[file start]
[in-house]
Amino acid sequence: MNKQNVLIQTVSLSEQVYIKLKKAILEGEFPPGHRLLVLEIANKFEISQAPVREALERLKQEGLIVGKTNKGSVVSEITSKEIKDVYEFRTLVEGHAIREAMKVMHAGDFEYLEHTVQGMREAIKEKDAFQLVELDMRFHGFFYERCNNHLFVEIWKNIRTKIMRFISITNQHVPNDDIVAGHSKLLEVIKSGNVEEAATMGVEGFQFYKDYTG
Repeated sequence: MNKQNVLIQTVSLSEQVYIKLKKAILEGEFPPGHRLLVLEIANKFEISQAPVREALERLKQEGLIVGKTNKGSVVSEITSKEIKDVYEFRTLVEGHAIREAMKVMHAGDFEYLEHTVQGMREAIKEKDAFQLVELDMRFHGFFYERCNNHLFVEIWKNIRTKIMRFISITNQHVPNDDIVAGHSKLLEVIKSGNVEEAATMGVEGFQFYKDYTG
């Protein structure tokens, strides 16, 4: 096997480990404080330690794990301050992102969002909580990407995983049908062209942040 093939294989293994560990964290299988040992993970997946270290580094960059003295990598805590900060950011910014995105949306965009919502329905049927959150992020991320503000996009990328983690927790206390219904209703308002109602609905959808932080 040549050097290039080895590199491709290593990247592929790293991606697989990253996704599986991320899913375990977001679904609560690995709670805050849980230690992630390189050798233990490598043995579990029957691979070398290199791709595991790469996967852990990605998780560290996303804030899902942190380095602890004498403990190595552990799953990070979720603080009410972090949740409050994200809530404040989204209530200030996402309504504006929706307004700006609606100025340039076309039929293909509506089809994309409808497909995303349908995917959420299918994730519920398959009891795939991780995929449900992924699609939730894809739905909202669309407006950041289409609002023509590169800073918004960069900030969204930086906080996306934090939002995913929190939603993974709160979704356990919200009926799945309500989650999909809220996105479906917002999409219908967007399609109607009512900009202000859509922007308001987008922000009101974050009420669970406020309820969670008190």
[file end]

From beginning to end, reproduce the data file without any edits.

[in-house]
Amino acid sequence: MNKQNVLIQTVSLSEQVYIKLKKAILEGEFPPGHRLLVLEIANKFEISQAPVREALERLKQEGLIVGKTNKGSVVSEITSKEIKDVYEFRTLVEGHAIREAMKVMHAGDFEYLEHTVQGMREAIKEKDAFQLVELDMRFHGFFYERCNNHLFVEIWKNIRTKIMRFISITNQHVPNDDIVAGHSKLLEVIKSGNVEEAATMGVEGFQFYKDYTG
Repeated sequence: MNKQNVLIQTVSLSEQVYIKLKKAILEGEFPPGHRLLVLEIANKFEISQAPVREALERLKQEGLIVGKTNKGSVVSEITSKEIKDVYEFRTLVEGHAIREAMKVMHAGDFEYLEHTVQGMREAIKEKDAFQLVELDMRFHGFFYERCNNHLFVEIWKNIRTKIMRFISITNQHVPNDDIVAGHSKLLEVIKSGNVEEAATMGVEGFQFYKDYTG
């Protein structure tokens, strides 16, 4: 096997480990404080330690794990301050992102969002909580990407995983049908062209942040 093939294989293994560990964290299988040992993970997946270290580094960059003295990598805590900060950011910014995105949306965009919502329905049927959150992020991320503000996009990328983690927790206390219904209703308002109602609905959808932080 040549050097290039080895590199491709290593990247592929790293991606697989990253996704599986991320899913375990977001679904609560690995709670805050849980230690992630390189050798233990490598043995579990029957691979070398290199791709595991790469996967852990990605998780560290996303804030899902942190380095602890004498403990190595552990799953990070979720603080009410972090949740409050994200809530404040989204209530200030996402309504504006929706307004700006609606100025340039076309039929293909509506089809994309409808497909995303349908995917959420299918994730519920398959009891795939991780995929449900992924699609939730894809739905909202669309407006950041289409609002023509590169800073918004960069900030969204930086906080996306934090939002995913929190939603993974709160979704356990919200009926799945309500989650999909809220996105479906917002999409219908967007399609109607009512900009202000859509922007308001987008922000009101974050009420669970406020309820969670008190």